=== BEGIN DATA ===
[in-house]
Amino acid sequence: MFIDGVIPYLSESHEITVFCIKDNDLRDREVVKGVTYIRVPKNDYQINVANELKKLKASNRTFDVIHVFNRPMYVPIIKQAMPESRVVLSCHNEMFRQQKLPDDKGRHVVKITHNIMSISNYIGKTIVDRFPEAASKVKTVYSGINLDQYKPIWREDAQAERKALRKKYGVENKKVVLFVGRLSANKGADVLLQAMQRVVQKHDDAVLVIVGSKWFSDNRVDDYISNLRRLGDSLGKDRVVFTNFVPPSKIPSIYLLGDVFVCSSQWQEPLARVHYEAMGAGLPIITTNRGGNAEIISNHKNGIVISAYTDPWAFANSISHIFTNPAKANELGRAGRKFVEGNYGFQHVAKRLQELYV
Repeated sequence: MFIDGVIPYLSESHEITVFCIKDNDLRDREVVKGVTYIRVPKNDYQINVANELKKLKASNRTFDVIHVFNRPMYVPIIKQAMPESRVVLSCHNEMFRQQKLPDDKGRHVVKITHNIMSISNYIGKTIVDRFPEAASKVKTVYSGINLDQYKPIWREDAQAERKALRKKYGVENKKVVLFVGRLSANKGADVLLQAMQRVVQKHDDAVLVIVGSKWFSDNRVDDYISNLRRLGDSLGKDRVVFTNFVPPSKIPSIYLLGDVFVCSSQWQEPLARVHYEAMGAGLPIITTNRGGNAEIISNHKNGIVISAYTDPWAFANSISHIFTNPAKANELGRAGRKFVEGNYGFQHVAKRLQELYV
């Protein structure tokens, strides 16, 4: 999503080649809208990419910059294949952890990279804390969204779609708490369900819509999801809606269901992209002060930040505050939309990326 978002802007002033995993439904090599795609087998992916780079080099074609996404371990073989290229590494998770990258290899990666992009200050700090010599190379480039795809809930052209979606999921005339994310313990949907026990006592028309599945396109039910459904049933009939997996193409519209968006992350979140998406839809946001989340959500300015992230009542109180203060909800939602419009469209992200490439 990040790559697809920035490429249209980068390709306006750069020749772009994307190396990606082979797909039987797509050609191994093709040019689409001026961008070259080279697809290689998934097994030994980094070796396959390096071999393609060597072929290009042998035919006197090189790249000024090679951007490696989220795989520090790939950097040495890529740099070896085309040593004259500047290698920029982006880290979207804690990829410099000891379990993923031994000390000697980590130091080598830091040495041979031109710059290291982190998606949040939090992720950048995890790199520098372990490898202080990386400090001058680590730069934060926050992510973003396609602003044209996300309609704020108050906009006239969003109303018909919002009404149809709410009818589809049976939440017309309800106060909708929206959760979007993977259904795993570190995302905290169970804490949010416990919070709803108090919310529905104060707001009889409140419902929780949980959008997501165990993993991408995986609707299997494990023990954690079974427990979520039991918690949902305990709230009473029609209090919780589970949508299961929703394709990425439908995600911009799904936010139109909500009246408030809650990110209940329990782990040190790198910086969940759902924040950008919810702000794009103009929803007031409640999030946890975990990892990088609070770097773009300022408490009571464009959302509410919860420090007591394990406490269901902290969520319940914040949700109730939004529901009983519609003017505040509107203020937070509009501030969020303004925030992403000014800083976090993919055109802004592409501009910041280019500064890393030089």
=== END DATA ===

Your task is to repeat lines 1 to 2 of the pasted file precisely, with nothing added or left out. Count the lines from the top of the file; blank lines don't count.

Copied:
[in-house]
Amino acid sequence: MFIDGVIPYLSESHEITVFCIKDNDLRDREVVKGVTYIRVPKNDYQINVANELKKLKASNRTFDVIHVFNRPMYVPIIKQAMPESRVVLSCHNEMFRQQKLPDDKGRHVVKITHNIMSISNYIGKTIVDRFPEAASKVKTVYSGINLDQYKPIWREDAQAERKALRKKYGVENKKVVLFVGRLSANKGADVLLQAMQRVVQKHDDAVLVIVGSKWFSDNRVDDYISNLRRLGDSLGKDRVVFTNFVPPSKIPSIYLLGDVFVCSSQWQEPLARVHYEAMGAGLPIITTNRGGNAEIISNHKNGIVISAYTDPWAFANSISHIFTNPAKANELGRAGRKFVEGNYGFQHVAKRLQELYV